International Steel Prices

US HRC now $270/ton more expensive than imports

Written by David Schollaert

US Hot-rolled coil (HRC) prices keep rising on the heels of continued mill hikes, outpacing increases for offshore product. Domestic tags are now 26% more expensive than imports, the widest pricing gap since January 2022.

Domestic HRC tags have increased for the 10th consecutive week. While imports have been on a five-week rally, the gains have been a fraction of the increases seen in the US, according to SMU’s latest foreign vs. domestic price analysis.

Cliffs is also now targeting $1,100 per ton ($55 per cwt) base prices for HRC, according to a notice on Dec. 6, matching Nucor’s Nov. 27 notice. US HRC tags increased to $1,020 per ton on average based on SMU’s latest check of the market on Tuesday, Dec. 5. That’s a jump of $70 per ton from the week before and a surge of $375 per ton from their lowest point of the year, $645 per ton in late September.

Import prices, in contrast, had been largely trending downward since late April, increasing only over the past five weeks. The result: Imported product is now 26% cheaper than domestic material once freight and other costs are accounted for. That’s up from 21% a week earlier and a shift from late September, when imports were nearly 11% more expensive than US product.


This is how SMU calculates the theoretical spread between domestic HRC prices (FOB domestic mills) and foreign HRC prices (delivered to US ports): We compare SMU’s US HRC weekly index to the CRU HRC weekly indices for Germany, Italy, and East and Southeast Asian ports. This is only a theoretical calculation. Import costs can vary greatly, influencing the true market spread.

We add $90 per ton to all foreign prices as a rough means of accounting for freight costs, handling, and trader margin. This gives us an approximate CIF US ports price to compare to the SMU domestic HRC price. Buyers should use our $90-per-ton figure as a benchmark and adjust up or down based on their own shipping and handling costs. If you import steel and want to share your thoughts on these costs, please don’t hesitate to get in touch with

Asian hot-rolled coil (East and Southeast Asian ports)

As of Thursday, Dec. 7, the CRU Asian HRC price was $535 per ton, up just $4 per ton from the previous week. Adding a 25% tariff and $90 per ton in estimated import costs, the delivered price of Asian HRC to the US is approximately $759 per ton. The latest SMU hot rolled average for domestic material is $1,020 per ton.

The result: US-produced HRC is theoretically $261 per ton more expensive than steel imported from Asia, a seven-month high.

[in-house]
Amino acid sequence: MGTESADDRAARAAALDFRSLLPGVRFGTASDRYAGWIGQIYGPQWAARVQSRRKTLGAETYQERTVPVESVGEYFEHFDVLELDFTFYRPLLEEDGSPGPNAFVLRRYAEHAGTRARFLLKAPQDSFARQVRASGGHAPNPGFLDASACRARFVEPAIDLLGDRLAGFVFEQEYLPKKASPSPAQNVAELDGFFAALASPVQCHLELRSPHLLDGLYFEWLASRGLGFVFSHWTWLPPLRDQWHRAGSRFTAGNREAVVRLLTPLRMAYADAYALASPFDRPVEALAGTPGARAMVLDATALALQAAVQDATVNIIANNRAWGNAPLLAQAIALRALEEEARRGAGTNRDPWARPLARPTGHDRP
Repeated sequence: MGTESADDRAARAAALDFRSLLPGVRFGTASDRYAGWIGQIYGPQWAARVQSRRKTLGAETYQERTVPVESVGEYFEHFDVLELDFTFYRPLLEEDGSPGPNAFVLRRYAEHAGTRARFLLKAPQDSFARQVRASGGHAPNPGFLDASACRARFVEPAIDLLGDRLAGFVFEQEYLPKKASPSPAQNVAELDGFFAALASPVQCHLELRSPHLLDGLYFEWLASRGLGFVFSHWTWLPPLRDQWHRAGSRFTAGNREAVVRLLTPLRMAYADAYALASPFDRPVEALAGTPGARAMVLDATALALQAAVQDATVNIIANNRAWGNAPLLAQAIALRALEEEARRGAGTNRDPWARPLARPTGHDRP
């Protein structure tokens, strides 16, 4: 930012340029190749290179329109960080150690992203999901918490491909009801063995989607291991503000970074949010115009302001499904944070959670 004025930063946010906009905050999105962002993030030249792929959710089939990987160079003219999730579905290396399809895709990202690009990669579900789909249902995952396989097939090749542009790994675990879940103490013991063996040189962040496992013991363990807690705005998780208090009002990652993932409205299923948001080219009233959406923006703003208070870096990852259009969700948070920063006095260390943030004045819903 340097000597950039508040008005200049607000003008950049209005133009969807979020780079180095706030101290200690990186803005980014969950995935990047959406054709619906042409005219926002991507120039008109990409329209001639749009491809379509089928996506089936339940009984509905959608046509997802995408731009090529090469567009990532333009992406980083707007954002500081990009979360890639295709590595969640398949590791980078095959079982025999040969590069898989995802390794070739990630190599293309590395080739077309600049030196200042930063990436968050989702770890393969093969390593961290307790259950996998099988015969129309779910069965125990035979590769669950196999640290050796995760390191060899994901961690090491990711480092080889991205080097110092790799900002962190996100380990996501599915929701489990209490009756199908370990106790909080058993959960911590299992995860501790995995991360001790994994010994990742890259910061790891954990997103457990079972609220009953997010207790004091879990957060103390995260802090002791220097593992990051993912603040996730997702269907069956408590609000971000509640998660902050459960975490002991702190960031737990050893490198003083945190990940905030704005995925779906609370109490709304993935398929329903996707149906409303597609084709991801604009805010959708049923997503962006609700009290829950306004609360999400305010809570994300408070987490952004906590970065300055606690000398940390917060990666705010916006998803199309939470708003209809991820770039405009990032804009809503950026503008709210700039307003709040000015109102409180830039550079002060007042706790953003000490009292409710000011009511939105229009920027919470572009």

Italian hot-rolled coil

Italian HRC prices were largely sideways vs. last week, up just $1 per ton to roughly $649 per ton, and are now up just $71 per ton over the past month vs. a $150-per-ton surge in the US. After adding import costs, the delivered price of Italian HRC is in theory $739 per ton.

That means domestic HRC is theoretically $281 per ton more expensive than HRC imported from Italy. US prices haven’t been that expensive since early Feb. 2022. The current price gap is also a $330-per-ton swing from late September when US prices were $49 per ton cheaper than prices for Italian hot band.

German hot-rolled coil

CRU’s German HRC prices increased by just $8 per ton week over week (WoW) to $678 per ton. After adding import costs, the delivered price of German HRC is in theory $768 per ton. The result: Domestic HRC is theoretically $252 per ton more expensive than HRC imported from Germany, a $62-per-ton jump WoW.

Figure 4 compares all four price indices. The chart on the right zooms in to highlight the difference in pricing from the second quarter of this year to the present.

Notes: Freight is important in deciding whether to import foreign steel or buy from a domestic mill. Domestic prices are referenced as FOB the producing mill, while foreign prices are CIF the port (Houston, NOLA, Savannah, Los Angeles, Camden, etc.). Inland freight, from either a domestic mill or from the port, can dramatically impact the competitiveness of both domestic and foreign steel. It’s also important to factor in lead times. In most markets, domestic steel will deliver more quickly than foreign steel.

Effective Jan. 1, 2022, the traditional Section 232 tariff no longer applies to most imports from the European Union. It has been replaced by a tariff rate quota (TRQ). Therefore, the German and Italian price comparisons in this analysis no longer include a 25% tariff. SMU still includes the 25% Section 232 tariff on foreign prices from other countries. We do not include any antidumping (AD) or countervailing duties (CVD) in this analysis.

David Schollaert

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